* to encourage a reasoned awareness of how our beliefs impact the way we interact with the world around us
* to foster intelligent and open dialogue
* to inspire a sense of spirituality that has real meaning in day-to-day life

Monday, June 16, 2014

Isaiah 25-26: Being Special

As with many biblical prophecies, there are significant aspects of Isaiah 25-26 that are obviously based on cultural bias, and there are other assertions that are simply not true. In Isaiah 25, for instance, the authors claim that Yahweh was "a refuge to the poor, a refuge to the needy in their distress, a shelter from the rainstorm and a shade from the heat." By the end of the chapter, there is the snide claim, "The Moabites shall be trodden down in their place as straw is trodden down in a dung-pit," which is rather interesting considering the status of the Moabites as poor, distressed refugees who needed shelter (Is 15:1-16:4). It is somewhat ironic to call the Moabites proud while remaining blind to the inherent pride of considering one's own people to be specially chosen as worthy by the only real deity among a sea of tribal gods.

Beyond that, it is a rather frustrating empty promise to suggest that God will make life easier or smoother for the "righteous" person. Everyone faces difficulties in life, but some of the people who face the most insurmountable problems are also people who go to church every Sunday and do their best to live by what they are taught there. Some "righteous" people have very challenging lives, and some "unrighteous" people would seem to have very easy lives. It is one of the great problems of capitalism that many people who gain wealth via the suffering of others have rather enviable lives. And what does it really mean to be righteous? Contrary to what many Christians have been led to believe, morality is not exclusive to religious people. Atheists and Humanists have abundant reason to behave ethically and morally, and many do. Should we assume that their way is made smooth by God because they are righteous? More likely, the accurate interpretation of "righteousness" as it is used here should be: "people who sincerely believe what we believe."

Some believers will claim that the important symbolic predictions of these chapters have been proven true, not that nations have literally streamed to the "holy city," Jerusalem, to learn from God's wisdom, but that Christianity has spread throughout the world. The same narcissism that characterizes the ancient Israelites' self-identity as a chosen people has now become a self-characterization of many Christians. That Christianity has spread throughout the world is undeniable. However, it is also true that Islam and Buddhism have spread throughout the world. There are Atheists in every nation, too, whether they organize publicly in groups or not. The ethnocentrism of this passage conveniently ignores that those things which are true about its claims regarding Yahweh are true of a great many belief systems.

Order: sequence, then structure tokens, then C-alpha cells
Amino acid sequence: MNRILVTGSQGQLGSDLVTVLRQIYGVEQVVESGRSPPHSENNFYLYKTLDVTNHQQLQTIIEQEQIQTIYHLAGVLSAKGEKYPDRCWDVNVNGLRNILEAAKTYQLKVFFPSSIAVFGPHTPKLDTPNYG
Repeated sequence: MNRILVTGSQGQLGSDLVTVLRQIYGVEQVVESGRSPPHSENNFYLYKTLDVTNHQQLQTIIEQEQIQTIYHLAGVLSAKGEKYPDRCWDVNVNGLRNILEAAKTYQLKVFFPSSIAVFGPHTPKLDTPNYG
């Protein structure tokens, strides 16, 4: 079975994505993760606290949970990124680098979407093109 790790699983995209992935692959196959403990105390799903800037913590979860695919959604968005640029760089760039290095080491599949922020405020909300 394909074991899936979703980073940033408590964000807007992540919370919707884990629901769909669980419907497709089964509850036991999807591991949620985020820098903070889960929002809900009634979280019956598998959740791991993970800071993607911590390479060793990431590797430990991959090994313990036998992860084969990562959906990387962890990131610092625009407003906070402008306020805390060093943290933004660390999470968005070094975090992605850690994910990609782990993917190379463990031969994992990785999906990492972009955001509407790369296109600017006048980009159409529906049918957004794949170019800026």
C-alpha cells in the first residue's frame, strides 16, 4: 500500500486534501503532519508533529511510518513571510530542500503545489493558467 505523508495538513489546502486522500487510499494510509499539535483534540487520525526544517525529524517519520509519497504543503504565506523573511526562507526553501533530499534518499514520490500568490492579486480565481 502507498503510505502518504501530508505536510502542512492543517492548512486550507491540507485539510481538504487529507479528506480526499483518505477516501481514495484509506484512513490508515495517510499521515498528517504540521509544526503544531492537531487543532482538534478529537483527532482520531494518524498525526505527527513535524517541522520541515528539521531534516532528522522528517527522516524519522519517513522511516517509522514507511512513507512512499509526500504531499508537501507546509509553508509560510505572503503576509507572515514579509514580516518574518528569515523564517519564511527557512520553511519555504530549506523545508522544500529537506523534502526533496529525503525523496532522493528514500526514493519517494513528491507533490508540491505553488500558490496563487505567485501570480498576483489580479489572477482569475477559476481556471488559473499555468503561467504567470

For instance, it is suggested that, although Yahweh is busy destroying cities in wrath, punishing them for calling on different gods (never mind that only the Israelites were his chosen people, and they weren't exactly creating a righteous society), those who patiently trust Yahweh to come through will be rewarded because Yahweh will eventually act on his will. Whatever might be commended in this assertion might be commended of patiently trusting in anything. If one prays for rain, it doesn't matter to whom one prays; eventually it will rain. When it rains, one is likely to attribute that to whatever god was the focus of one's prayers, but rain happens because of natural processes, not because of supernatural causes. One's perception of why or whence the rain comes does not change the fact that rain is a natural phenomenon that will happen whether anyone prays for it or not. Anyone who survived the warfare to which Isaiah's authors were responding could attribute that survival to their gods, but the more likely explanation would have been luck, or possibly some kind of privileged circumstances.

Perhaps the most disturbing aspect of these passages that lingers in the minds of believers today is the assumption that God works through human warfare. Armies were the practical means through which Yahweh was supposedly laying waste to cities, after all. There was no supernatural event or even extreme global weather patterns; when the authors of Isaiah say that Yahweh leveled a city, they mean that a foreign army leveled a city. Yahweh gets the credit for military successes. What this also means, however, is that military victors get credit for being Yahweh's instruments. When people go to war, the outcome is not based on the moral standing of the peoples involved in the eyes of a supernatural. When people bomb cities, the death and destruction is not ordained by God. Violence is a human decision, the consequences of which rest squarely on the shoulders of the human beings who made that decision. And violence always has consequences. There is no possibility that all the "evil cities" in the world can be destroyed and everyone left will go streaming to the "righteous cities" that remain, but even if that were a possibility, it wouldn't be because human beings raised armies and went to war.